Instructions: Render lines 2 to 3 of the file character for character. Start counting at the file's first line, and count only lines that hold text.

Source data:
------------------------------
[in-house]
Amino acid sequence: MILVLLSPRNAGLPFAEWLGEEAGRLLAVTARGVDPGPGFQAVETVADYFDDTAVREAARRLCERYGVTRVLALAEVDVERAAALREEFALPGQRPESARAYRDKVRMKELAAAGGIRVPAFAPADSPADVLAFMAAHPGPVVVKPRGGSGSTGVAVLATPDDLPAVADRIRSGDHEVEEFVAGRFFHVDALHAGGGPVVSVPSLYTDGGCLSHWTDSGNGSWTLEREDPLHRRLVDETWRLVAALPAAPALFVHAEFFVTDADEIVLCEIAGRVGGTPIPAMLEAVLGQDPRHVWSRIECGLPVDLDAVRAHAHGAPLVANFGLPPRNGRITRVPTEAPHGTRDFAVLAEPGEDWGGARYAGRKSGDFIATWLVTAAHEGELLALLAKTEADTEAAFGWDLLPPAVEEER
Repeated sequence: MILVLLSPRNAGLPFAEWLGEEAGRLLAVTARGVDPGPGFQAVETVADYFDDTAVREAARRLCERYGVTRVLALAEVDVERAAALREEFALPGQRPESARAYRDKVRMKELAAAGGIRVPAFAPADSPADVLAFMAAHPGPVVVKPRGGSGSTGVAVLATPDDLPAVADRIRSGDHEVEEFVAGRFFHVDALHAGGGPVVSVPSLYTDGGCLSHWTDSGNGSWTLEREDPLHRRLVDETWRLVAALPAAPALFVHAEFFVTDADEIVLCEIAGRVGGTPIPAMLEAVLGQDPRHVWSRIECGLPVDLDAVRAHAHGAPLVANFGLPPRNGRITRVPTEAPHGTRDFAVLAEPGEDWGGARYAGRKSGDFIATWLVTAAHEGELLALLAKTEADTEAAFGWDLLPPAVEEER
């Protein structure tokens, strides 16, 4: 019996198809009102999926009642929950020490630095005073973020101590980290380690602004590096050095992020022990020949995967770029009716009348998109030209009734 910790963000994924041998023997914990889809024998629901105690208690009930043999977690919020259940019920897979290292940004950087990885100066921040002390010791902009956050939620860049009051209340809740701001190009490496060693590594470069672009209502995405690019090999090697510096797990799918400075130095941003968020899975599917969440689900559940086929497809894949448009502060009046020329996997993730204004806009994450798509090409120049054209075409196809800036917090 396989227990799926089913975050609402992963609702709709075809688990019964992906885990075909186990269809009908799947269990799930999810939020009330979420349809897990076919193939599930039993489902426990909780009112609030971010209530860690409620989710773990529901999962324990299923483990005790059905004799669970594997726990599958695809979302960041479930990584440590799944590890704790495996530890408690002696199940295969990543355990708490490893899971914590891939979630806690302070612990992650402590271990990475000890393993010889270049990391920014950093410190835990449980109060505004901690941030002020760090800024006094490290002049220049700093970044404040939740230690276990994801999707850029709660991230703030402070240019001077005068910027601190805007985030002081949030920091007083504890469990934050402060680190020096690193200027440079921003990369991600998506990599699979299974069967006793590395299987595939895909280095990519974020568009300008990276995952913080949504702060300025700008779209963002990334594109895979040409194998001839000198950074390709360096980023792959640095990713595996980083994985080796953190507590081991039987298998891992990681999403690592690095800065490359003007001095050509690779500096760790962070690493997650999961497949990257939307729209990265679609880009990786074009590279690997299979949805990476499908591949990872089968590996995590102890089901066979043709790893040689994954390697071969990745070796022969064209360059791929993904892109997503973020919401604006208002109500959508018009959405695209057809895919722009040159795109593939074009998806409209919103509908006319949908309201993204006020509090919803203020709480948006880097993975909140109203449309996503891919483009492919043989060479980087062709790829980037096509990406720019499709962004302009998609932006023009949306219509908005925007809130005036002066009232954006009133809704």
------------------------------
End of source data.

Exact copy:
Amino acid sequence: MILVLLSPRNAGLPFAEWLGEEAGRLLAVTARGVDPGPGFQAVETVADYFDDTAVREAARRLCERYGVTRVLALAEVDVERAAALREEFALPGQRPESARAYRDKVRMKELAAAGGIRVPAFAPADSPADVLAFMAAHPGPVVVKPRGGSGSTGVAVLATPDDLPAVADRIRSGDHEVEEFVAGRFFHVDALHAGGGPVVSVPSLYTDGGCLSHWTDSGNGSWTLEREDPLHRRLVDETWRLVAALPAAPALFVHAEFFVTDADEIVLCEIAGRVGGTPIPAMLEAVLGQDPRHVWSRIECGLPVDLDAVRAHAHGAPLVANFGLPPRNGRITRVPTEAPHGTRDFAVLAEPGEDWGGARYAGRKSGDFIATWLVTAAHEGELLALLAKTEADTEAAFGWDLLPPAVEEER
Repeated sequence: MILVLLSPRNAGLPFAEWLGEEAGRLLAVTARGVDPGPGFQAVETVADYFDDTAVREAARRLCERYGVTRVLALAEVDVERAAALREEFALPGQRPESARAYRDKVRMKELAAAGGIRVPAFAPADSPADVLAFMAAHPGPVVVKPRGGSGSTGVAVLATPDDLPAVADRIRSGDHEVEEFVAGRFFHVDALHAGGGPVVSVPSLYTDGGCLSHWTDSGNGSWTLEREDPLHRRLVDETWRLVAALPAAPALFVHAEFFVTDADEIVLCEIAGRVGGTPIPAMLEAVLGQDPRHVWSRIECGLPVDLDAVRAHAHGAPLVANFGLPPRNGRITRVPTEAPHGTRDFAVLAEPGEDWGGARYAGRKSGDFIATWLVTAAHEGELLALLAKTEADTEAAFGWDLLPPAVEEER